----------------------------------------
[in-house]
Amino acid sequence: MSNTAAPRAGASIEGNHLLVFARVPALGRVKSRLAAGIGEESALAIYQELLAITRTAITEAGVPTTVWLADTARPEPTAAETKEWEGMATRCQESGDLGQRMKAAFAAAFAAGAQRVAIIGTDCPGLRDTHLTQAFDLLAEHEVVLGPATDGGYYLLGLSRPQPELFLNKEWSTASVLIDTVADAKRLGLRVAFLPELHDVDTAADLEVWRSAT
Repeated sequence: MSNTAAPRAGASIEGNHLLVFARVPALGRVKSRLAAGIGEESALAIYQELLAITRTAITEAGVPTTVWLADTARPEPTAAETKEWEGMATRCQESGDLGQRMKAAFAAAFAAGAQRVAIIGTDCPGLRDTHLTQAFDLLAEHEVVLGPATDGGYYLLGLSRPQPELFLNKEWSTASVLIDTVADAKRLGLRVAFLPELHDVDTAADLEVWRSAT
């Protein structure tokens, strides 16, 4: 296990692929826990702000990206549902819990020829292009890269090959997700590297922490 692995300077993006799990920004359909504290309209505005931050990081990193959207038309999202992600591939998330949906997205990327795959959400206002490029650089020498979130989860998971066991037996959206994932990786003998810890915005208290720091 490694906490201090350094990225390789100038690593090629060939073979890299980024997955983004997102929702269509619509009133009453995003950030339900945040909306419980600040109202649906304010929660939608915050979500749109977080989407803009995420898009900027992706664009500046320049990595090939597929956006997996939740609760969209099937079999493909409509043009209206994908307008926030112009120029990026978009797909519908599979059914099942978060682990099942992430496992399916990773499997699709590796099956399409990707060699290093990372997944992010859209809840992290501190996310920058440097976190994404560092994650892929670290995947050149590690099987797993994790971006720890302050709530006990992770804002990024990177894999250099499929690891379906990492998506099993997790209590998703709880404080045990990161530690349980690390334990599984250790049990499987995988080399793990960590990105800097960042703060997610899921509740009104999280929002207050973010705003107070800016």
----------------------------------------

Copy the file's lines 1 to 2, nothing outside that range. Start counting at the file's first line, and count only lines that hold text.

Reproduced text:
[in-house]
Amino acid sequence: MSNTAAPRAGASIEGNHLLVFARVPALGRVKSRLAAGIGEESALAIYQELLAITRTAITEAGVPTTVWLADTARPEPTAAETKEWEGMATRCQESGDLGQRMKAAFAAAFAAGAQRVAIIGTDCPGLRDTHLTQAFDLLAEHEVVLGPATDGGYYLLGLSRPQPELFLNKEWSTASVLIDTVADAKRLGLRVAFLPELHDVDTAADLEVWRSAT